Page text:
Social Human Behavior Helps Chemotherapy

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Social Human Behavior Helps Chemotherapy

Photo by: Linda Bartlett via Wikimedia Commons

A new study conducted by the National Human Genome Research Institute (NHGRI) and the University of Oxford in the United Kingdom revealed how chemotherapy can be affected by human behavior. The NHGRI findings were recently published online in the journal Network Science last July 12 2017.

Researchers have determined how social interaction could be an important part of a patients’ success during the chemotherapeutic phase of their treatment, determining that cancer patients were somewhat more likely to survive for five years or more after chemotherapy when they interacted during their chemotherapy with other patients who also survived for five years or more. Patients were a little more likely to die in less than five years after chemotherapy when they interacted during chemotherapy compared to those that died in less than five years.

Lead Author of NHGRI's Social and Behavioral Research Branch and a National Institutes of Health Oxford-Cambridge Scholars Program fellow Jeff Lienert says "People model behavior based on what's around them.” Lienert explained “For example, you will often eat more when you're dining with friends, even if you can't see what they're eating. When you're bicycling, you will often perform better when you're cycling with others, regardless of their performance."

Lienert had the impetus to find out if this behavior extended to those suffering from cancer who were undergoing chemo treatments.  

Teaming with Lienert were his advisor Felix Reed-Tsochas, Ph.D., at Oxford's CABDyN Complexity Centre at the Said Business School, Laura Koehly, Ph.D., chief of NHGRI's Social and Behavioral Research Branch, and Christopher Marcum, Ph.D., a staff scientist also in the Social and Behavioral Research Branch.

Electronic medical records between 2000 and 2009 from two prominent hospitals in the UK’s National Health Service were combed through by the research team.  They studied how much total time each patient spent with other patients in the same situation and their subsequent five-year survival rate.  The five-year survival rate is the percentage of people who live at least five years after chemotherapy treatment is completed. For example, a five-year survival rate of 70 percent means that an estimated 70 out of 100 people are still alive five years after chemotherapy.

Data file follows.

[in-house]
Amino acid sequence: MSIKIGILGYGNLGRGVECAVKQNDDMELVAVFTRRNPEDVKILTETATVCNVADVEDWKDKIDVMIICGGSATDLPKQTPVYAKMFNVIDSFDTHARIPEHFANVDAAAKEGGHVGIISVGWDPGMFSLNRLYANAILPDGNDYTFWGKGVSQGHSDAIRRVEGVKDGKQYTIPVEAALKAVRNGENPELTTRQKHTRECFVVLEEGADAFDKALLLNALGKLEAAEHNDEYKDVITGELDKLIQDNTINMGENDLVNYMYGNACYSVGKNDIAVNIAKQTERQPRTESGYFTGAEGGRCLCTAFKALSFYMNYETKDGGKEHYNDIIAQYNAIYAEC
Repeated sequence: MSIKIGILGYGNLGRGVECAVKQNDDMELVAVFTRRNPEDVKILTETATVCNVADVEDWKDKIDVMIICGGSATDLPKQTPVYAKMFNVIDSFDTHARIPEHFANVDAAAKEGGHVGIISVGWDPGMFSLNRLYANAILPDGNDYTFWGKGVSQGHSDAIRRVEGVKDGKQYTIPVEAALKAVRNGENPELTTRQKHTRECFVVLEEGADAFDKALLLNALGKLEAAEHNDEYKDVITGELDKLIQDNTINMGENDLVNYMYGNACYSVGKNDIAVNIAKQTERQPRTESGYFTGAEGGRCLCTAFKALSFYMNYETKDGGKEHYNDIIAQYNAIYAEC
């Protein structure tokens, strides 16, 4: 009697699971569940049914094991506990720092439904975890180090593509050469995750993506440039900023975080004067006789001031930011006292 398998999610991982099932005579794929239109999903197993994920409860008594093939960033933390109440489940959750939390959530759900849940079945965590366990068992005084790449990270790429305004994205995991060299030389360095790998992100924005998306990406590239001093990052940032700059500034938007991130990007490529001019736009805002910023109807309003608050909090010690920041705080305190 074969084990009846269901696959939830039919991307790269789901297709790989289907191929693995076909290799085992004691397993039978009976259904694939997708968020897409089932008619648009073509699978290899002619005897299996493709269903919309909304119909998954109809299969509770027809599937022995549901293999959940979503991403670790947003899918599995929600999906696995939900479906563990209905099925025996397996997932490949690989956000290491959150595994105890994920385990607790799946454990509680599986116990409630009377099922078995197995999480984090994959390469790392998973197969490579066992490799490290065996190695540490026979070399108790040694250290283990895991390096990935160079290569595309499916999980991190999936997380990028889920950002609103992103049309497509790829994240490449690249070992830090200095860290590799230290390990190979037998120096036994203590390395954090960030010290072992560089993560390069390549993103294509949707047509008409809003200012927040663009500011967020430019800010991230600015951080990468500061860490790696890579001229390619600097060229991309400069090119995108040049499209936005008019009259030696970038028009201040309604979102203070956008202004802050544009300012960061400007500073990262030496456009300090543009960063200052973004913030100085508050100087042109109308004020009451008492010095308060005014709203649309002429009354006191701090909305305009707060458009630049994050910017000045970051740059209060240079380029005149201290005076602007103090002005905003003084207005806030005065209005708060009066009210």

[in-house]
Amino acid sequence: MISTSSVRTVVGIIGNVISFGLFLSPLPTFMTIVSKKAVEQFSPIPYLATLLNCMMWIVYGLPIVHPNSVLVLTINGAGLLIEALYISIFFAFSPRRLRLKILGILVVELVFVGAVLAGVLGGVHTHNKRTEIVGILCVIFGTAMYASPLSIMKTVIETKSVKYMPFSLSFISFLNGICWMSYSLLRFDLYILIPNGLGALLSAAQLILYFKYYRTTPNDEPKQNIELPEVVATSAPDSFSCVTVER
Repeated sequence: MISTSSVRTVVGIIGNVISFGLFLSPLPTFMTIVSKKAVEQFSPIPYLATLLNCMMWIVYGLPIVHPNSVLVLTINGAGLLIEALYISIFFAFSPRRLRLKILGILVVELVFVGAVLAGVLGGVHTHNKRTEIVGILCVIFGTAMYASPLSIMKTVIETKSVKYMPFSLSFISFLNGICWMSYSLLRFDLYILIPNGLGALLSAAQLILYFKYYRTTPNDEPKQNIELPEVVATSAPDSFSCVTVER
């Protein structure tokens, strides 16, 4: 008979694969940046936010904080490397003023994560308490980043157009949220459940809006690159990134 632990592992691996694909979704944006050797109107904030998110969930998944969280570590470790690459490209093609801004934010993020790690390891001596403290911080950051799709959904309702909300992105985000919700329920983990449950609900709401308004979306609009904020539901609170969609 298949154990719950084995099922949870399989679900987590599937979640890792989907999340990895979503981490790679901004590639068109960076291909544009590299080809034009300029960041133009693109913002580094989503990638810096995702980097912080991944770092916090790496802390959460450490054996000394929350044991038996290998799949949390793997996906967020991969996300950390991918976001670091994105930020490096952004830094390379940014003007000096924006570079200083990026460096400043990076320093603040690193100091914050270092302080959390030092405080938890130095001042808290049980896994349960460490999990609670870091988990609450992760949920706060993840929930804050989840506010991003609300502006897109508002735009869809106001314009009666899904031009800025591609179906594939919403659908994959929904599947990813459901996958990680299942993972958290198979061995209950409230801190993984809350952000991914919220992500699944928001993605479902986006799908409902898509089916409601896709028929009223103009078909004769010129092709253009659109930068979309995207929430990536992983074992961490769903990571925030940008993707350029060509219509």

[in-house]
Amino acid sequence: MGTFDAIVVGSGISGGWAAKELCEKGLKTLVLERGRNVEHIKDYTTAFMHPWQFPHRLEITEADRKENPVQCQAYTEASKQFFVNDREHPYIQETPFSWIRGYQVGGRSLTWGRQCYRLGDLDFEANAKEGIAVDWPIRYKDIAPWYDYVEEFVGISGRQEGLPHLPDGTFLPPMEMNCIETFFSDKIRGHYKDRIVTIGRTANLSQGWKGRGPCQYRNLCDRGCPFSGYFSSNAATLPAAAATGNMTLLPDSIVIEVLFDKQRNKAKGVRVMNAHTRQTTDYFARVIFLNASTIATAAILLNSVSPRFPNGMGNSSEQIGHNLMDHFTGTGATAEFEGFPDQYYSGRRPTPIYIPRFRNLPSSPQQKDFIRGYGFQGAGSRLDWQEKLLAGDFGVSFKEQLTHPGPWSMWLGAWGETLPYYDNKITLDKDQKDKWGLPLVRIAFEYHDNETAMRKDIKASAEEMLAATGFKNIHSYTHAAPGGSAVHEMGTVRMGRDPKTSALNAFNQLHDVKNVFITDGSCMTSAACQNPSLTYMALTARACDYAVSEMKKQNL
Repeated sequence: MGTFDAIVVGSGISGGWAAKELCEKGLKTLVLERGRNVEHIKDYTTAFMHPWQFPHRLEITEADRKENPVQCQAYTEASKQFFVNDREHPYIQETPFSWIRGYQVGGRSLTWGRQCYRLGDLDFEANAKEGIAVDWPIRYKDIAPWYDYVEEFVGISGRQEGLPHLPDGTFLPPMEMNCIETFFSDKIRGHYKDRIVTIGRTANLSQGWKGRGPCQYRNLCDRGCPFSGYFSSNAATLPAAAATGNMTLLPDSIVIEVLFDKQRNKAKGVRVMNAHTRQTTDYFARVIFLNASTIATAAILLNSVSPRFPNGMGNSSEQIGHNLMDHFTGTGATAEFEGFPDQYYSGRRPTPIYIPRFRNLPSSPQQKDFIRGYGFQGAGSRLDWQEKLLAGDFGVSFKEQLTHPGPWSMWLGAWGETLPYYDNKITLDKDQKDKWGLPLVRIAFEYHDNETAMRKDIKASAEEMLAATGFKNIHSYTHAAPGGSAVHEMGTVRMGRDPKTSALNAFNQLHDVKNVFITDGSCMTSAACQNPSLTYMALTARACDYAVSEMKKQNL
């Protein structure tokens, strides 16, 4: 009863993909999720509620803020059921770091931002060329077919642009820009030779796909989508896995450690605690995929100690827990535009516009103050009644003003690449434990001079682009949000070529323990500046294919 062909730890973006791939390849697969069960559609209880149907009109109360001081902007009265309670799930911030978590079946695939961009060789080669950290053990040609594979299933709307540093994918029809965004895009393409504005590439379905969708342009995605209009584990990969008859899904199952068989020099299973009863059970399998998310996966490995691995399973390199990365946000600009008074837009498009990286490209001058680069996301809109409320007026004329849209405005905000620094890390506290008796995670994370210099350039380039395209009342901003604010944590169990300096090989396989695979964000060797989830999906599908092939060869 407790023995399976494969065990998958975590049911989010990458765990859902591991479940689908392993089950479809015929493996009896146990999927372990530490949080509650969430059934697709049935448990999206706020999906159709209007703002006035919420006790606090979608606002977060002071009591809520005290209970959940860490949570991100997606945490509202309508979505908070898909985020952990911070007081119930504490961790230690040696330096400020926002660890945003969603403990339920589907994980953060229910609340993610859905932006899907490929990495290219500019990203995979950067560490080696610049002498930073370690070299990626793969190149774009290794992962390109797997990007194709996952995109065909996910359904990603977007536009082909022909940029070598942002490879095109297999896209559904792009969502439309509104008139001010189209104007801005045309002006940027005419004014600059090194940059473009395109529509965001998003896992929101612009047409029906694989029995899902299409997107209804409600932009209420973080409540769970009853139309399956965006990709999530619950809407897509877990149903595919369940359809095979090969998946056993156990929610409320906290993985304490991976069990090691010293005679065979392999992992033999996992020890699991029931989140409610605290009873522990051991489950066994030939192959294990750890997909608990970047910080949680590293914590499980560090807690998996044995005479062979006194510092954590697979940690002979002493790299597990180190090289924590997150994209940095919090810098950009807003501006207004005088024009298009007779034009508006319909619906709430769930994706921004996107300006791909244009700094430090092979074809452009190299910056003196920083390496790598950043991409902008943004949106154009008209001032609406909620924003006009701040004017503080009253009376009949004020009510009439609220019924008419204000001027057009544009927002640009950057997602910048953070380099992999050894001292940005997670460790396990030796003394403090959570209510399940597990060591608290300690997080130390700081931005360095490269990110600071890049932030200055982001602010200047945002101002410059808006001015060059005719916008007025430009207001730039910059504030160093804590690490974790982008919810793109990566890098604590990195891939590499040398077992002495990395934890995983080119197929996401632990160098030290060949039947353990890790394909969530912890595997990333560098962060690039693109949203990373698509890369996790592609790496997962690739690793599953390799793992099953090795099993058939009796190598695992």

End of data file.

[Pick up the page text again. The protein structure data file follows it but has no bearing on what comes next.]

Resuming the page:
Lienert explained "We had information on when patients checked in and out of the chemotherapy ward, a small intimate space where people could see and interact for a long period of time." also stating "We used 'time spent getting chemotherapy in a room with others' as a proxy for social connection."

Photo by:Bill Branson via Wikimedia Commons

The results  concluded that when patients interacted with those who died in less than five years following therapy had a 72 percent chance of dying within five years following their own chemotherapy.

The most positive outcomes were in those who interacted with survivors of five years or more.  This group had a 68 percent chance of dying within five years.

The researchers' model also predicted that if patients were isolated from other patients, they would have a 69.5 percent chance of dying within five years.  Lienert said "A two percent difference in survival - between being isolated during treatment and being with other patients, might not sound like a lot, but it's pretty substantial.”  he added, "If you saw 5,000 patients in 9 years, that two percent improvement would affect 100 people."

Laura Koehly had this to say after the study "Mr. Lienert's research is the first to investigate, on a large scale, how social context in a treatment setting can play a significant role in disease outcomes," she also said "As cancer care moves more towards targeted therapies based on genomic tumor assessments, NHGRI is interested in understanding how these social environmental factors might impact treatment efficacy."

The research project didn’t cover the “why” factor but their opinions about “why” support the stress response factor.  Lienert remarked "When you're stressed, stress hormones such as adrenaline are released, resulting in a fight or flight response," stating "If you are then unable to fight or fly, such as in chemotherapy, these hormones can build up."

Lienert’s conclusion is that "Positive social support during the exact moments of greatest stress is crucial," reiterating "If you have a friend with cancer, keeping him or her company during chemotherapy probably will help reduce their stress. The impact is likely to be as effective, and possibly more effective than cancer patients interacting with other cancer patients."

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